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No Benefit Found for Perioperative Statin Therapy

Statins don’t prevent complications and may cause acute kidney injury, researchers report

THURSDAY, May 5, 2016 (HealthDay News) — Taking statins right before cardiac surgery, once touted as a way to prevent common postoperative complications, has no benefit and may even cause harm, according to a study published in the May 5 issue of the New England Journal of Medicine.

Barbara Casadei, M.D., a professor of cardiovascular medicine at the University of Oxford in the United Kingdom, and colleagues randomly assigned 1,922 patients who were having elective cardiac surgery to take rosuvastatin or placebo before surgery.

The researchers found that patients given rosuvastatin had lower levels of low-density lipoprotein cholesterol and C-reactive protein after surgery, compared with patients given a placebo. However, the percentages of those who developed atrial fibrillation were essentially the same in patients given rosuvastatin (21.1 percent) and those given a placebo (20.5 percent). Further analyses showed that rosuvastatin was associated with a 5.4 percent greater chance of acute kidney injury, when compared with a placebo.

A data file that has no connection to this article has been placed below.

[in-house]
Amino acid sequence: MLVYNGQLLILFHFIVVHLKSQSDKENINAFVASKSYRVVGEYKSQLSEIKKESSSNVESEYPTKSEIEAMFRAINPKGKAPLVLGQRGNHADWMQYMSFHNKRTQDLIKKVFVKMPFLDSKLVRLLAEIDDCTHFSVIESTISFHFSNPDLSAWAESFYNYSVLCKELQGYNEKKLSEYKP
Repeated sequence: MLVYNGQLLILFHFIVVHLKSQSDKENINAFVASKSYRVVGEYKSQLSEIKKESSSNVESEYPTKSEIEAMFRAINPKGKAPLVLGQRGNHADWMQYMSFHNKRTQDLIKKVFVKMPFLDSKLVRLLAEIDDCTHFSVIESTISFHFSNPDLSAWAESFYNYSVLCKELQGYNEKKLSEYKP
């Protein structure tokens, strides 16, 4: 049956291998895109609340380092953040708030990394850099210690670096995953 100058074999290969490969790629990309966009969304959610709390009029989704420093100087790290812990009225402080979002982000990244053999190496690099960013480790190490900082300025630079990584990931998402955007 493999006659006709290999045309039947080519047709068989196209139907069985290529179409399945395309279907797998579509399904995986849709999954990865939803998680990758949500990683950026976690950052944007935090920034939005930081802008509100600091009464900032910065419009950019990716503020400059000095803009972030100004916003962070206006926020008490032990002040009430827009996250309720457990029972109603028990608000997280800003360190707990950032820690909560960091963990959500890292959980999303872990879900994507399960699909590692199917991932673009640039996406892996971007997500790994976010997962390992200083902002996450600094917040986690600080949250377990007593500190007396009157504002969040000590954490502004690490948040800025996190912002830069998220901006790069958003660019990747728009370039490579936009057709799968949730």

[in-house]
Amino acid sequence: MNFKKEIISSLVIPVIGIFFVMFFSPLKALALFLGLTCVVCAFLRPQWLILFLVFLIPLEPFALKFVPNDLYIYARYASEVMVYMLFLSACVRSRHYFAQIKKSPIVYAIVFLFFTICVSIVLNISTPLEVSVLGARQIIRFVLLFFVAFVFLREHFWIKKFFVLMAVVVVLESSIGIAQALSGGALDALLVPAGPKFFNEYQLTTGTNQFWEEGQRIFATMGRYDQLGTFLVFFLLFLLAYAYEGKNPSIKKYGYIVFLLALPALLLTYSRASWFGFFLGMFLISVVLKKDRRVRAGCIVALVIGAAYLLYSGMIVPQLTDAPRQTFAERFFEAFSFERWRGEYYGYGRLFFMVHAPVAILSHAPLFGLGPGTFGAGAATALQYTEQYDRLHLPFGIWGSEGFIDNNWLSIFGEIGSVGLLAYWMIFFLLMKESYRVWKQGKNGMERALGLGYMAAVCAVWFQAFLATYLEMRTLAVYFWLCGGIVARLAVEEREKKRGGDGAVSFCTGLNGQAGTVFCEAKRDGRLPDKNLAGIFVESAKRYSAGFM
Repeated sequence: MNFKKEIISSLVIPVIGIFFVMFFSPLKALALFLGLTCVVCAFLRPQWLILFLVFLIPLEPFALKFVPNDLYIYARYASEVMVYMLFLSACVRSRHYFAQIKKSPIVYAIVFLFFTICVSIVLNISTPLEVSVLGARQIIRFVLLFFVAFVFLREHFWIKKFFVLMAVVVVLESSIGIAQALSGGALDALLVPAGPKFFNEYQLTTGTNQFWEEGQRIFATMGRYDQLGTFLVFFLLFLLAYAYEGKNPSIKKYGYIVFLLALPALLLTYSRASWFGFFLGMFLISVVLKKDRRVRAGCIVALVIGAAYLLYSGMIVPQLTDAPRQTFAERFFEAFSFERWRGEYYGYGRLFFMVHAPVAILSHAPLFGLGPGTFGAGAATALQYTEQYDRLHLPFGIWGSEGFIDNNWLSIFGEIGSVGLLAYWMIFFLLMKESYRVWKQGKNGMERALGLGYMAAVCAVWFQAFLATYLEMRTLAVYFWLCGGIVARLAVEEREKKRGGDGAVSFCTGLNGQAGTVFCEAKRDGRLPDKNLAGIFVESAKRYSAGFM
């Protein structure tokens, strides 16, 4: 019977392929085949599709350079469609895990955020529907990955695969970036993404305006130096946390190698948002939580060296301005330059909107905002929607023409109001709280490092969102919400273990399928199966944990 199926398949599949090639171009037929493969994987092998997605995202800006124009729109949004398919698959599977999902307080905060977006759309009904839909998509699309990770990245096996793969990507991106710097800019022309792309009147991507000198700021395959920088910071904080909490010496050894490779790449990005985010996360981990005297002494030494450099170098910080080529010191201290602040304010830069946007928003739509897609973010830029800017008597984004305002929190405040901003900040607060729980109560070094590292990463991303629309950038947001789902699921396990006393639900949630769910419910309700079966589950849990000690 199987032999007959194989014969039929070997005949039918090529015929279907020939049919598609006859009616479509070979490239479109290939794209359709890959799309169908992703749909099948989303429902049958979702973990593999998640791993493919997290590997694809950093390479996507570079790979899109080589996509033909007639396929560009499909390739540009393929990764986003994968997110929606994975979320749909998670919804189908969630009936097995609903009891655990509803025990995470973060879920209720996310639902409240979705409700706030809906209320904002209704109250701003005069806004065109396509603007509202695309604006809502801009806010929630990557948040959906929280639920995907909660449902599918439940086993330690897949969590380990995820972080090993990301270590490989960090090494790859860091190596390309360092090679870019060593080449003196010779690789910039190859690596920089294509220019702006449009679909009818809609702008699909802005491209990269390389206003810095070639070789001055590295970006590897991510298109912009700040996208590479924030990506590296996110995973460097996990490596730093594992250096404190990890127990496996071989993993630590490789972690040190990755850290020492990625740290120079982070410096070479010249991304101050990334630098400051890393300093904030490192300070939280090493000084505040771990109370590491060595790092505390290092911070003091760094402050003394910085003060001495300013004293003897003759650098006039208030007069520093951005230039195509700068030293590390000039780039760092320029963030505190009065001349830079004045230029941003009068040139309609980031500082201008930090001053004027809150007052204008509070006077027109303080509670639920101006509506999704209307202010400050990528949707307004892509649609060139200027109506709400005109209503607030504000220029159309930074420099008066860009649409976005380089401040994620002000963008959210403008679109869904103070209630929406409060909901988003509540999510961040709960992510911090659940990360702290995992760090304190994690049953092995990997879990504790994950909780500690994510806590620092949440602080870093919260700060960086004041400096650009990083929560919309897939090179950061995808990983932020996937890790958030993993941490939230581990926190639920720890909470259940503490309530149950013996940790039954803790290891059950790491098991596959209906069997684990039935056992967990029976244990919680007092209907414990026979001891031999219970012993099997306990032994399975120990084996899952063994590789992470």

“The risk of kidney injury is relatively small, but considering that the benefit of statin treatment before a heart operation is zero, one may well consider stopping statins for a few days before surgery,” Casadei told HealthDay.

The study was funded in part by AstraZeneca, the manufacturer of rosuvastatin.

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